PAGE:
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This is the Ringalina Doll. Unlike her ancestor “the traditional Waldorf doll” her arms and legs are attached and not cut from a continued piece of fabric. I have been using this pattern for the past 30 years to create doll. I first to learn the art of doll making from my sister in Germany. This type of doll is wonderful for the child older than five, but I have seen many parents wanting them for younger children as well. The dolls allow dressing and undressing and styling the hair, all things the older child loves to do.

When the dolls hair, eyes, and mouth are embroidered, there is no risk to the child of swallowing small pieces. For the older, more responsible childe, other hair options are available. The facial expression of a Waldorf doll is usually very simple, but extra steps can be taken to make it more detailed. You have the option to needle felt the face, nose and even the lips. When skin fabric is added to the face the lips can be colored gently using a red crayon.

I introduce the embroidered hair, the crochet hair wig, the Tibetan lambskin wig and the Teeswater locks wig in this course and you have the option to choose. For crochet and knit wig making the basic knowledge of crocheting and/or knitting is necessary and not taught in this course.

Children love to imitate the people around them, which help them to develop their language and social skills. The older child often likes dolls with more of an expressional face, which led me to include a tutorial to needle felt/sculpt a more defined face. This part is optional, and I will point this out within the class. You can create your Doll with little, or more of a facial expression, it is up to you. I will give the how-to.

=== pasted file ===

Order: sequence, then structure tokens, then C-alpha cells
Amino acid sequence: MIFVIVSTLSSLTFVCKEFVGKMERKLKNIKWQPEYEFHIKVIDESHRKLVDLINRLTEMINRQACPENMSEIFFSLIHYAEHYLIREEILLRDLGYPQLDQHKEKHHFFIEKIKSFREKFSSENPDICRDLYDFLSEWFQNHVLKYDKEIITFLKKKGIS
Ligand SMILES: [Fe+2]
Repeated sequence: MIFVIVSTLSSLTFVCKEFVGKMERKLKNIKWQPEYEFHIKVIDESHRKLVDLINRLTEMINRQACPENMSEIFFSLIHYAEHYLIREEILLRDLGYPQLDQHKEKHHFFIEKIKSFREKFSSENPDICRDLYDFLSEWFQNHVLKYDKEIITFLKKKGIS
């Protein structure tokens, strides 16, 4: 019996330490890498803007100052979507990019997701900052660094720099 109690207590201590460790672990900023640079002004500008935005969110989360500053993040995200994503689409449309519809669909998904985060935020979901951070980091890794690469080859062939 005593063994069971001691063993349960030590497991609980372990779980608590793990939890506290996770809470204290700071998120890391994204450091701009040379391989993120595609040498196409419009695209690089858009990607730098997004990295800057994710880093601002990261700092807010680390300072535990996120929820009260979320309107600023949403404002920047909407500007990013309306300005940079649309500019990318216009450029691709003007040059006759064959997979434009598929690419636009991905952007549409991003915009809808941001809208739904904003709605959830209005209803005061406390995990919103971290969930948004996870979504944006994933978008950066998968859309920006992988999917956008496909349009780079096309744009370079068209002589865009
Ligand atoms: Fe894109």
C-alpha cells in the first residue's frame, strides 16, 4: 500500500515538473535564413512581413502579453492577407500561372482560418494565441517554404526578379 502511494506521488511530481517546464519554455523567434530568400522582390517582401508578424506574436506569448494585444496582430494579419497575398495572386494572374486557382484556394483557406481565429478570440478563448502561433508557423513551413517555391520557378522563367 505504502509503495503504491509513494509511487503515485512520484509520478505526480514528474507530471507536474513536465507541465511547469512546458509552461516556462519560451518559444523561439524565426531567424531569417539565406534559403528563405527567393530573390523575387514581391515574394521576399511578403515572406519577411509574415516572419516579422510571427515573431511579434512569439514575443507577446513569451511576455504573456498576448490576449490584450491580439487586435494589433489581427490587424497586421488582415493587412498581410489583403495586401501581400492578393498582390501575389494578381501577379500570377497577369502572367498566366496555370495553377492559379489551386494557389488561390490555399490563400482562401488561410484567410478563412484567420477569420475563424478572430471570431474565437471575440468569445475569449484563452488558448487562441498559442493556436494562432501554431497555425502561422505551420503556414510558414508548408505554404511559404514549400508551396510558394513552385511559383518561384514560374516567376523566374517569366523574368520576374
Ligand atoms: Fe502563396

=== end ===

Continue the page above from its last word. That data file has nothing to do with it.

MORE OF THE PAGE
A sewing machine is optional! I like to sew my dolls by hand, but also use the sewing machine. I focus on teaching you all hand sewing stitches so you do not need a sewing machine. It may sound strange to you, but I find it very relaxing to sit in my comfy chair working on a doll, thinking of the child that is to receive it. That is the reason I have not ever worked in an assembly line doll making set up. I create one doll at a time unless they are supposed to be twins.

My customers often send me pictures or tell me stories of the child that I am to make the doll for, so it is easy for me to picture them as I am sewing along. No sewing machine noise in the background and no frustration when the sewing machine grows a mind of its own. Some areas have to be sewn by hand; they cannot be reached with a machine. On larger pieces, a sewing machine can be of great use. So please don’t fear that you have to sew everything by hand. It’s all about your preferences!

I have made tutorials of every hand sewing stitch you will have to know to complete this doll. There are short videos to watch and learn them.